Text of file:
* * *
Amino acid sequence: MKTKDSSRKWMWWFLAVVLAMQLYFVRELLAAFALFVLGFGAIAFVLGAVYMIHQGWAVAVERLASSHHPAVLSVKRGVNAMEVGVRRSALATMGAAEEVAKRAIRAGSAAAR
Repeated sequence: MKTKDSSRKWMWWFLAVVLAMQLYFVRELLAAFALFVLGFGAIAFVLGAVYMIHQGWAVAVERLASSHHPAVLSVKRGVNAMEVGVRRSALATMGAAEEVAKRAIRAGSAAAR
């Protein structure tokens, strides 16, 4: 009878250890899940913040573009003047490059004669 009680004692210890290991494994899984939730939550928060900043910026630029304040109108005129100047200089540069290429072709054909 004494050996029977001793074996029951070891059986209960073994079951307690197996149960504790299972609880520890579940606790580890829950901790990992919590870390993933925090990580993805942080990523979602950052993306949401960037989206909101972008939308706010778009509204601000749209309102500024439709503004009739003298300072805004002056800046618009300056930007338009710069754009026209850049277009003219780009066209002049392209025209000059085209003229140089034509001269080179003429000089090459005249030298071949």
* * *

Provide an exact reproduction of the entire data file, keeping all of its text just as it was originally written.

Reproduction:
Amino acid sequence: MKTKDSSRKWMWWFLAVVLAMQLYFVRELLAAFALFVLGFGAIAFVLGAVYMIHQGWAVAVERLASSHHPAVLSVKRGVNAMEVGVRRSALATMGAAEEVAKRAIRAGSAAAR
Repeated sequence: MKTKDSSRKWMWWFLAVVLAMQLYFVRELLAAFALFVLGFGAIAFVLGAVYMIHQGWAVAVERLASSHHPAVLSVKRGVNAMEVGVRRSALATMGAAEEVAKRAIRAGSAAAR
């Protein structure tokens, strides 16, 4: 009878250890899940913040573009003047490059004669 009680004692210890290991494994899984939730939550928060900043910026630029304040109108005129100047200089540069290429072709054909 004494050996029977001793074996029951070891059986209960073994079951307690197996149960504790299972609880520890579940606790580890829950901790990992919590870390993933925090990580993805942080990523979602950052993306949401960037989206909101972008939308706010778009509204601000749209309102500024439709503004009739003298300072805004002056800046618009300056930007338009710069754009026209850049277009003219780009066209002049392209025209000059085209003229140089034509001269080179003429000089090459005249030298071949």